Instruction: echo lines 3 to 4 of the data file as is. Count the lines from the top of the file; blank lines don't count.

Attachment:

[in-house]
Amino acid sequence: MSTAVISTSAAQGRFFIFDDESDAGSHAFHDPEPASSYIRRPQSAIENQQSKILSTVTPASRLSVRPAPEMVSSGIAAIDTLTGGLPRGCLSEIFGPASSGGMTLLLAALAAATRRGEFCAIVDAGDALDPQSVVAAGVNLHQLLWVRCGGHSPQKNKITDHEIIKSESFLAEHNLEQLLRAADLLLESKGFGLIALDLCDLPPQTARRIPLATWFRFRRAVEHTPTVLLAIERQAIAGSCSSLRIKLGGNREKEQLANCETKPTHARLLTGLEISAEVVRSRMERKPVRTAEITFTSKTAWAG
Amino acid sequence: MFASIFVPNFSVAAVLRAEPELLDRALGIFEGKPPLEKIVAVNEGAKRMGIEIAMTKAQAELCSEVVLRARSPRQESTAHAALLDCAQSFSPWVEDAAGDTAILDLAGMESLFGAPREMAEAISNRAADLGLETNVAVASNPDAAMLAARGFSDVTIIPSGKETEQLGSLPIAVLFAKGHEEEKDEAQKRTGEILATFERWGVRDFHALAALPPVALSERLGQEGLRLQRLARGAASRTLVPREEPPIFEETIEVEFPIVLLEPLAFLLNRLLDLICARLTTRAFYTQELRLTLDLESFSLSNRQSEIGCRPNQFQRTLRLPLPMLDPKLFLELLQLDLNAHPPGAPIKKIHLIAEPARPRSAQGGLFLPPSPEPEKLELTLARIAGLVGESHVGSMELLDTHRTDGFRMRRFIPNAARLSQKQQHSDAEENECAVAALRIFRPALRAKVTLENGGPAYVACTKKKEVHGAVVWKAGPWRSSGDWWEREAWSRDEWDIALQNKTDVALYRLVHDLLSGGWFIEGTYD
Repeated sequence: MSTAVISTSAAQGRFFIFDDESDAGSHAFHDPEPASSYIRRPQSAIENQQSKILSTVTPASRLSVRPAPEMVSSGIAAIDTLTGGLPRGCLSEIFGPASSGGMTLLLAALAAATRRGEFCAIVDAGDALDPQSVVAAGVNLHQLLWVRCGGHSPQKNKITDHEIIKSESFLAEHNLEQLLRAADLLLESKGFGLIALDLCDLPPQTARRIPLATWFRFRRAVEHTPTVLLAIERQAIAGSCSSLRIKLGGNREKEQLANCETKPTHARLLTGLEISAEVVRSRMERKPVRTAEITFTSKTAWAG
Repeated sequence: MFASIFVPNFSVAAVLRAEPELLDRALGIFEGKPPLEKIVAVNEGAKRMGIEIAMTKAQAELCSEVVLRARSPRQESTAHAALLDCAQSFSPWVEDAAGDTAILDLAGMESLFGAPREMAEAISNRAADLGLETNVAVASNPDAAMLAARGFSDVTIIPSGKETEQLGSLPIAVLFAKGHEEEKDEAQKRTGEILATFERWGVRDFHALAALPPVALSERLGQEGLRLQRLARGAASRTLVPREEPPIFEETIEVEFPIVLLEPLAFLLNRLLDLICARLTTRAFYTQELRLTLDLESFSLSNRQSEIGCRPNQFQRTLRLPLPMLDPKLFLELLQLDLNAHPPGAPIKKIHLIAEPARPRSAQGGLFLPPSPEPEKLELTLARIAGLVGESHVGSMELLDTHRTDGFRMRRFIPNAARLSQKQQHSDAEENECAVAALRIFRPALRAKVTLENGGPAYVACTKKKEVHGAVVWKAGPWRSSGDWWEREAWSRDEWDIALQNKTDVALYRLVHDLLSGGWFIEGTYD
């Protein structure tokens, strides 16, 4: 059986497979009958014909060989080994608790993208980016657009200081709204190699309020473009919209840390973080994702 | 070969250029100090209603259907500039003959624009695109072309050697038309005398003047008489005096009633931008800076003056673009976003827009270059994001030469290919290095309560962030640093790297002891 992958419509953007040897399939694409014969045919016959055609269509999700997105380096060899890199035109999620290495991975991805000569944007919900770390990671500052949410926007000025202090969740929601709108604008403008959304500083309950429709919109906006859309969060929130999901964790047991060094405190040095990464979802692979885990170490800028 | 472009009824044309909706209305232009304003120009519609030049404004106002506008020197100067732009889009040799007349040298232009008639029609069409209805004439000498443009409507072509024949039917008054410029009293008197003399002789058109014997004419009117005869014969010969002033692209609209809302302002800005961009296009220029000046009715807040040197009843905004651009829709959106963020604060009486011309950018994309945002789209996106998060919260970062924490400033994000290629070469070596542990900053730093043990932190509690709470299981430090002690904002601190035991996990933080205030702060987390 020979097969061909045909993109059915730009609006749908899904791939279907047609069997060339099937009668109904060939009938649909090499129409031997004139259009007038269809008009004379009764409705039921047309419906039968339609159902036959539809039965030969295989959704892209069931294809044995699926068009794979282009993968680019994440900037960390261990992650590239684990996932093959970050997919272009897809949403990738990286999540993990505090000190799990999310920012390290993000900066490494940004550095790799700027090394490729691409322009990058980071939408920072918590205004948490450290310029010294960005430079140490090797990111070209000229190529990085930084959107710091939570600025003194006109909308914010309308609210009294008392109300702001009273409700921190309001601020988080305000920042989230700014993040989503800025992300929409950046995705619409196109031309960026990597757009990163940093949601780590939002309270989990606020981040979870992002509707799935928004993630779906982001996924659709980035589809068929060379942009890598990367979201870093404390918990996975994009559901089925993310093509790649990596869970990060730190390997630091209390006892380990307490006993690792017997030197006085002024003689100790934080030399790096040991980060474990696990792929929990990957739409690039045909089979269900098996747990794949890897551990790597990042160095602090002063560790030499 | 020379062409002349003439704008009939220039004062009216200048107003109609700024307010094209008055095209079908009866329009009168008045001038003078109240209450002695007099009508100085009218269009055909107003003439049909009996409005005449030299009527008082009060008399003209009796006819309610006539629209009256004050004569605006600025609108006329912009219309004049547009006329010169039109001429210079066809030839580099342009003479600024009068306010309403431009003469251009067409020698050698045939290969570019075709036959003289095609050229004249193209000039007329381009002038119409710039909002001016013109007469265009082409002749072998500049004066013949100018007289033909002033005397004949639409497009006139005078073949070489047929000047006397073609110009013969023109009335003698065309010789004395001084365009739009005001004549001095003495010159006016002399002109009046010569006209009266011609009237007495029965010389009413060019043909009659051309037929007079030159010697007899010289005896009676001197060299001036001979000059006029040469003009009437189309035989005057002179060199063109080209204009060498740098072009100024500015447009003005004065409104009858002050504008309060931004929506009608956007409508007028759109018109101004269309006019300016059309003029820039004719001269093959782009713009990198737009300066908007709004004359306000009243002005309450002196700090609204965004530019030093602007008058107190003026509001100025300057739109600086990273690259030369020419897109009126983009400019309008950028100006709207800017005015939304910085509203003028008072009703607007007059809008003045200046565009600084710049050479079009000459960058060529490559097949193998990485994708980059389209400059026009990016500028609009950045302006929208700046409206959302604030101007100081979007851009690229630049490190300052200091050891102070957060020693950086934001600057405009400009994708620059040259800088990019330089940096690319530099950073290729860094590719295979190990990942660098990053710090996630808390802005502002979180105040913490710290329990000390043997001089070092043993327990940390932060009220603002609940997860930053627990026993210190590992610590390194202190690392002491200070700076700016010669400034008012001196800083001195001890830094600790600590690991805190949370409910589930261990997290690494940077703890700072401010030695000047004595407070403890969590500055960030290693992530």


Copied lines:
Amino acid sequence: MFASIFVPNFSVAAVLRAEPELLDRALGIFEGKPPLEKIVAVNEGAKRMGIEIAMTKAQAELCSEVVLRARSPRQESTAHAALLDCAQSFSPWVEDAAGDTAILDLAGMESLFGAPREMAEAISNRAADLGLETNVAVASNPDAAMLAARGFSDVTIIPSGKETEQLGSLPIAVLFAKGHEEEKDEAQKRTGEILATFERWGVRDFHALAALPPVALSERLGQEGLRLQRLARGAASRTLVPREEPPIFEETIEVEFPIVLLEPLAFLLNRLLDLICARLTTRAFYTQELRLTLDLESFSLSNRQSEIGCRPNQFQRTLRLPLPMLDPKLFLELLQLDLNAHPPGAPIKKIHLIAEPARPRSAQGGLFLPPSPEPEKLELTLARIAGLVGESHVGSMELLDTHRTDGFRMRRFIPNAARLSQKQQHSDAEENECAVAALRIFRPALRAKVTLENGGPAYVACTKKKEVHGAVVWKAGPWRSSGDWWEREAWSRDEWDIALQNKTDVALYRLVHDLLSGGWFIEGTYD
Repeated sequence: MSTAVISTSAAQGRFFIFDDESDAGSHAFHDPEPASSYIRRPQSAIENQQSKILSTVTPASRLSVRPAPEMVSSGIAAIDTLTGGLPRGCLSEIFGPASSGGMTLLLAALAAATRRGEFCAIVDAGDALDPQSVVAAGVNLHQLLWVRCGGHSPQKNKITDHEIIKSESFLAEHNLEQLLRAADLLLESKGFGLIALDLCDLPPQTARRIPLATWFRFRRAVEHTPTVLLAIERQAIAGSCSSLRIKLGGNREKEQLANCETKPTHARLLTGLEISAEVVRSRMERKPVRTAEITFTSKTAWAG